Once upon a time there were two conservative leaders in Indiana. One was a solid movement conservative named John Ryan who once served as a member of the Postal Rates Commsission. The other better known Hoosier is the author and former editor of the Indianapolis News, M. Stanton Evans, who is pictured at right. Evans has written many books on conservative thought and was a former commentator for CBS Radio.
Nowhere does this law apply with stronger force than to career incumbents in Congress. Pretend that a Member of Congress starts out being loyal to his or her constituents in their home state. If Members rise in the ranks of party leadership, their definition of who their "constituents" are dramatically changes from voters in their home district to their new-found pals among lobbyists, incumbent colleagues, and media in Washington, DC.
The new friends lavish praise and love on them and pay for their campaigns so the folks back home are only a means to an end and the end is staying in Washington because it is a more exciting place than where the Member of Congress was born and raised. The goal of the career incumbent is no longer to serve the folks back home but only to keep them just happy enough to prevent being booted out of office in a primary or general election.
Most career incumbents become very skilled at fooling their original constituents back home and are helped along in their charade by the campaign money they get from their new best friends forever in DC.
This creeping incumbent disease does not always happen to every Member of Congress at the same speed, but the more years an incumbent serves, the stronger the pull of loyalty to the new friends in DC becomes. It is a very rare career incumbent who can completely escape this disease for very long. Among those who do escape the worst effects of Potomac Fever are some with strong family ties and a happy life back home which therfore does not leave them dependent on the narcotic of illusory Washington power.
But the career incumbent who was not a success in life before politics is often the most vulnerable to Potomac Fever and just staying in Washington with a title becomes the be-all and end-all of their sad little lives. Even if they are defeated, they continue to live in the DC region and print up business cards tht say former Congressman to find any way to capitalize on their contacts to lobby former colleagues in Congress. That is the only way they can earn a living having no useful business skills apart from politics.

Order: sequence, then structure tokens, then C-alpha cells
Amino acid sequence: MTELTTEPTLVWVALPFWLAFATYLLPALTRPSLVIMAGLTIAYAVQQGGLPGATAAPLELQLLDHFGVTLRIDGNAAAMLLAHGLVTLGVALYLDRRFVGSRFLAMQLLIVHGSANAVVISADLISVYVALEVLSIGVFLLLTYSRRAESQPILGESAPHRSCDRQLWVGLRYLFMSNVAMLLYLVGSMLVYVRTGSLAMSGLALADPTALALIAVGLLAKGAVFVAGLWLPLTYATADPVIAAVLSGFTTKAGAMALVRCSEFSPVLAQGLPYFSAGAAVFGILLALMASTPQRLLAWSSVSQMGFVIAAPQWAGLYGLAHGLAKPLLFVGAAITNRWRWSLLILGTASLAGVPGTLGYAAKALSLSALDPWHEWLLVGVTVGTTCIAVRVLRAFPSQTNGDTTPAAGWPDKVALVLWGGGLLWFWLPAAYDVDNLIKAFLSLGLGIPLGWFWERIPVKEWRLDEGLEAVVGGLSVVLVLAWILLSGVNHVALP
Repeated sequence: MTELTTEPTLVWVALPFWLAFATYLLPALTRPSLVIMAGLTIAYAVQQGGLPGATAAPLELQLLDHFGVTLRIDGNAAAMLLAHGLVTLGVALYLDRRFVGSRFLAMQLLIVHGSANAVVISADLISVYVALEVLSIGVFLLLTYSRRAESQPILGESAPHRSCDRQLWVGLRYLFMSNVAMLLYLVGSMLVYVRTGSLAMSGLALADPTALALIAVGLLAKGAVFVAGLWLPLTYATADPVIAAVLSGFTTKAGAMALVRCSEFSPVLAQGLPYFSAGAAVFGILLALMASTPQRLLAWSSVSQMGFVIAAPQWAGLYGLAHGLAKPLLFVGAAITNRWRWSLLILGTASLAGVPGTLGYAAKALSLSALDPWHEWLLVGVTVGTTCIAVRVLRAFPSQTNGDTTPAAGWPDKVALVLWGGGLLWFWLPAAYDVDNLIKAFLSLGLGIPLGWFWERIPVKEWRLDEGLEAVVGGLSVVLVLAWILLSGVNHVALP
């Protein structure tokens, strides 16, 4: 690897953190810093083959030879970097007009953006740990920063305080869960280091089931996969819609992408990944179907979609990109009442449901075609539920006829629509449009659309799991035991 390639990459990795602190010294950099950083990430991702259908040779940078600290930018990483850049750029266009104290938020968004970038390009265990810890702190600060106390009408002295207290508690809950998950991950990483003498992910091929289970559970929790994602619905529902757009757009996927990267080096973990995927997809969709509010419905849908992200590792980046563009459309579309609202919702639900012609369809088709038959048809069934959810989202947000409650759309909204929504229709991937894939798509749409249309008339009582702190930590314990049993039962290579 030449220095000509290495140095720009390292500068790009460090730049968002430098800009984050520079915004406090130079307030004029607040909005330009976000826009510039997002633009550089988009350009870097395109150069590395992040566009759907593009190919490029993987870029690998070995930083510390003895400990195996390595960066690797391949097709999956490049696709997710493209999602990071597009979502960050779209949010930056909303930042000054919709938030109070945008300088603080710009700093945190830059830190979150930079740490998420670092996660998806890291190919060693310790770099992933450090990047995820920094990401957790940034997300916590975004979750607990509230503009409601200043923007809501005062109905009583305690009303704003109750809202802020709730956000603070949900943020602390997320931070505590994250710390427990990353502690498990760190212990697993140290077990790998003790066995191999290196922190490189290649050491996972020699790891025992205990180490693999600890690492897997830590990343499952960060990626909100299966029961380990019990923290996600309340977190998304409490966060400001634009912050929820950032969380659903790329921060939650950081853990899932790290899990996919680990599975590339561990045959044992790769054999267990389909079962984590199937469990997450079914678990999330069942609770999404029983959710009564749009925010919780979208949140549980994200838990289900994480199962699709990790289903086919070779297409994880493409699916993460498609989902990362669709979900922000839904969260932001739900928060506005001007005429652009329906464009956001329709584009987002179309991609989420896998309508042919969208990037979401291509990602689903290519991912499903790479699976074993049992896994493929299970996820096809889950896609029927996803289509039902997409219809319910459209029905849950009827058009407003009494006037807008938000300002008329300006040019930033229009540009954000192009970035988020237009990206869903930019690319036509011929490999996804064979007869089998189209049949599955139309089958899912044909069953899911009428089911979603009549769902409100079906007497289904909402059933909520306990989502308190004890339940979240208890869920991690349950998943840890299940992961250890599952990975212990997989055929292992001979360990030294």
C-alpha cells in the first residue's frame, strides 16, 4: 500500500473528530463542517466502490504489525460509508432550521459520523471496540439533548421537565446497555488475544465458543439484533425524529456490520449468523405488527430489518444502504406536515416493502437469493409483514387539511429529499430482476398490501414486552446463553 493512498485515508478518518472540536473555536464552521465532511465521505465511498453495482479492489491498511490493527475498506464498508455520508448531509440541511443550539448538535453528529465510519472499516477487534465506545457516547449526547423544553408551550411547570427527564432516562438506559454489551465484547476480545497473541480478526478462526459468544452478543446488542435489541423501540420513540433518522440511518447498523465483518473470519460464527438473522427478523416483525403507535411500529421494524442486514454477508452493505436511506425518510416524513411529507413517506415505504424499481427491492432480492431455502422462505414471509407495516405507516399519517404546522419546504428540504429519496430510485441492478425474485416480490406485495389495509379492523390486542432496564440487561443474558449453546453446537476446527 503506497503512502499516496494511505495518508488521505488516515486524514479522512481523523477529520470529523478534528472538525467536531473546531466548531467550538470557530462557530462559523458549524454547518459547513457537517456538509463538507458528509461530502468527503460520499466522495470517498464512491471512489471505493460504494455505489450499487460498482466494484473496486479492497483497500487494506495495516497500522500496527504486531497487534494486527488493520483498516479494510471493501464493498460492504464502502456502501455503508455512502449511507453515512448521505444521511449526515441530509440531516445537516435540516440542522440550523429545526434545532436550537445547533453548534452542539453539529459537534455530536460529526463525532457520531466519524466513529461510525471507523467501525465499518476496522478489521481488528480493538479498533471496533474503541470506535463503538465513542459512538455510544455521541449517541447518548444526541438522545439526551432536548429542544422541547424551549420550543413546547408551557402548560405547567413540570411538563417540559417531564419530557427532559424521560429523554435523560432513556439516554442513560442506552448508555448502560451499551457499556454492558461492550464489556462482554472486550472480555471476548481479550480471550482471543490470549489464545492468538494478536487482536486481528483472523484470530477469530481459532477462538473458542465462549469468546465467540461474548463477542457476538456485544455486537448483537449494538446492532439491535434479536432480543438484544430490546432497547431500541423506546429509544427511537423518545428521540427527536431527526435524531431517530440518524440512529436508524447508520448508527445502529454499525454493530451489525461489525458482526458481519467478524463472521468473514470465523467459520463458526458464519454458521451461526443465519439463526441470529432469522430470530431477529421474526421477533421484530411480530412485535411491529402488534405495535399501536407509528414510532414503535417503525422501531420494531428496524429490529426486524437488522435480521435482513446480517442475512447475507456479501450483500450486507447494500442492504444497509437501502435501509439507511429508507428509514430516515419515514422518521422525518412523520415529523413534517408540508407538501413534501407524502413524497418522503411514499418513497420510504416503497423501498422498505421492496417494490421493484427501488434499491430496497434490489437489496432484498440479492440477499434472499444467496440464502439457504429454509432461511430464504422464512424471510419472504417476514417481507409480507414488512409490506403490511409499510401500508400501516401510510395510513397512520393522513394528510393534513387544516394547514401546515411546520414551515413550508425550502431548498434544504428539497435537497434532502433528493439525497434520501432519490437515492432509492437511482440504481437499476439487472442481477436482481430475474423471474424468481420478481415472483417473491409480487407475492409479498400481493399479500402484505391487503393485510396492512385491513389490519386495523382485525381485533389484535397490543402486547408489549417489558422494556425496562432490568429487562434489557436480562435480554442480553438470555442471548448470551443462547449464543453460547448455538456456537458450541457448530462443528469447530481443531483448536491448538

The hardest thing to evaluate in any job interview is the real personality of the job applicant or first-time candidate in the case of a political campaign. That is why vetting candidates in a primary is so crucial but it is often the most overlooked part of the electoral process. As a state legislative candidate one time I rang the doorbell of a neighbor to ask for her vote in the primary. She has no idea what I was talking about and simply said, "Well whoever the party nominates if fine with me and I am sure that person will be good in the fall."
A comment like that helps to dramatize how big the educational challenge is in any campaign. If a voter does not realize that they have the most influence in a primary, much more so than in a general, then those few who do bother to vote in a primary have that much more disproportionate power. That can be a good or a bad thing.
Creeping career incumbent disease (Potomac Fever) is the reason we always need to have primary challenges to party favorites. A primary challenge is the only way to keep them honest.
We smile at the old story about a woman in Dixville Notch, New Hampshire who refused to come to the early voting at midnight when news media and local officials begged her to so they could close the polls and tally for the day and be the first town in the nation to report results. The old woman said, "I am sorry, but I never vote because it only encourages them."
I am not positive that there wasn't a grain of wise insight that the old woman had that many idealists do not. But I do know this, it takes a very stong personality and powerful idealism to resist Potomac Fever. The only treatment for the fever that has proven effective is the threat of a primary challenge that party regulars fear and lovers of liberty celebrate.